IMEC wants to use silicon transistors in the sub-threshold region as a way to achieve ultra-low power operation, and envisions a future system-on-a-chip (SoC) for biomedical applications having blocks designed at 0.2 or 0.3 volts. IMEC will develop a short range RF transceiver that will be 10 times more power-efficient than today's Bluetooth and Zigbee chips.
IMEC also is developing three generations of biomedical processors, which includes last year's work involving the BioDSP.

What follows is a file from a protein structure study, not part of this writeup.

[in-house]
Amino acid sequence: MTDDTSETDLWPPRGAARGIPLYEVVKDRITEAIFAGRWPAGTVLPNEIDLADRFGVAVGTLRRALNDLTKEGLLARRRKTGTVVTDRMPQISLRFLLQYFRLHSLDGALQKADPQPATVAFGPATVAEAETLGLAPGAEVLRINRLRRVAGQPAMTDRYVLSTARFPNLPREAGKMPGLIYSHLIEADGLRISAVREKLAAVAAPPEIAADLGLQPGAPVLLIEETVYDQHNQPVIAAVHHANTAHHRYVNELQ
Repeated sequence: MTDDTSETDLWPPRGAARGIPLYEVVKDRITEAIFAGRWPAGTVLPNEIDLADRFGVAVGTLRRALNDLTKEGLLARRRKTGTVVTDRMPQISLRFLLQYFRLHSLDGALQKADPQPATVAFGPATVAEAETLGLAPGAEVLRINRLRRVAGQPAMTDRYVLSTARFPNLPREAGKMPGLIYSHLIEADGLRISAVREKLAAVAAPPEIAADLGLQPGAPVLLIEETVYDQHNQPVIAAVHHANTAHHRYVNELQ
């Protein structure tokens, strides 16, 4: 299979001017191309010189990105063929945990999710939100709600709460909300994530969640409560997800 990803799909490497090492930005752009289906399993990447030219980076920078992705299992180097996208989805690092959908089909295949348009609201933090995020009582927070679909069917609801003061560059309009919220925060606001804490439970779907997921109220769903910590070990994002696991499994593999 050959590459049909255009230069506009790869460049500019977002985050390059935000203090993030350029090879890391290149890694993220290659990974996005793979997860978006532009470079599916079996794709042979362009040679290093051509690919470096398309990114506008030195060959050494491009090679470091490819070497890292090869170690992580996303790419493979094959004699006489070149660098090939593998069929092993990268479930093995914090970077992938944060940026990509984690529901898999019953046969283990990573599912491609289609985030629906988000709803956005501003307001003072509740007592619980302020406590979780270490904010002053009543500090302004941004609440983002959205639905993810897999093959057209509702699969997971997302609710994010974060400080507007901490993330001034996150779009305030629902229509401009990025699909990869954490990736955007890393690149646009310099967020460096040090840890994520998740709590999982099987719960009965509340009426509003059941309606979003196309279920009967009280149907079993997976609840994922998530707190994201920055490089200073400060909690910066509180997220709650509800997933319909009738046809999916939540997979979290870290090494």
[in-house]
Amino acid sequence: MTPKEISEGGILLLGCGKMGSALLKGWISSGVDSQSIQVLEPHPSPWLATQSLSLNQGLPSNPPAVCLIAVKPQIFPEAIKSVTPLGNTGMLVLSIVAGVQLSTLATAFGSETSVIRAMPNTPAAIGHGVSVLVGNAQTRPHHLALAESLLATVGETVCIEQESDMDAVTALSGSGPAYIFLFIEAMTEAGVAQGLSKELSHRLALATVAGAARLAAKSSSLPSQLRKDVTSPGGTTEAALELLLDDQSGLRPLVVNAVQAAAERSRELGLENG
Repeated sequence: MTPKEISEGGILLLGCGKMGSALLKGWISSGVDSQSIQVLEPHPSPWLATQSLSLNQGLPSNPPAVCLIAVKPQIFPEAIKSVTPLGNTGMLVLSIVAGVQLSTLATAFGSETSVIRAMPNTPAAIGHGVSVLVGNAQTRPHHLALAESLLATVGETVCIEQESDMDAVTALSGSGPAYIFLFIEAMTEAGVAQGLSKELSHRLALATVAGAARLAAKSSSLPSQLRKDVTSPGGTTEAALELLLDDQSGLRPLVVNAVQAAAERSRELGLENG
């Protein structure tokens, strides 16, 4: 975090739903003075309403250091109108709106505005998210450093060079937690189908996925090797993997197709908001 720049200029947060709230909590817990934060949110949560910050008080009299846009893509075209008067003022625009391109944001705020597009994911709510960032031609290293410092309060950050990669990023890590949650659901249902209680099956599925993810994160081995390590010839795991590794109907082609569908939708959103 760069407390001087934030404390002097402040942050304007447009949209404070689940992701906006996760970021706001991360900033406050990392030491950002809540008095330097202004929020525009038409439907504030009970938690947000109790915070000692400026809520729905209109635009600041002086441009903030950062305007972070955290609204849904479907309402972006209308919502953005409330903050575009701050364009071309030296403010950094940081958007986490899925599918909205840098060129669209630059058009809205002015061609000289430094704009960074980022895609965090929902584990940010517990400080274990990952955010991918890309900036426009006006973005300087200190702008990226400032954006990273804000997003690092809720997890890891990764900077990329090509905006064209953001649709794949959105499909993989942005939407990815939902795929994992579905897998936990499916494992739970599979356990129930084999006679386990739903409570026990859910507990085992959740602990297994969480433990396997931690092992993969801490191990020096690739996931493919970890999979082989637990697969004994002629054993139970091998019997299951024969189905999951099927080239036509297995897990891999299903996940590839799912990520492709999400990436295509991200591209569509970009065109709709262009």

This year IMEC is working on the BioFlux, which offers more programming flexibility, and next year a team will pursue a SoC fully optimized for ambulatory electrocardiogram (ECG) measurements through advanced motion artifact removal.
"Because of the very low active time in ECG processing, leakage energy is dominant in our BioDSP and BioFlux designs—both in 90-nm CMOS," says IMEC's Harmke De Groot. "The ultralow power and high dynamic range needed for the analog components was the initial trigger to use 180-nanometer [lithography] and the analog components are designed at standard Vdd."
From EE Times
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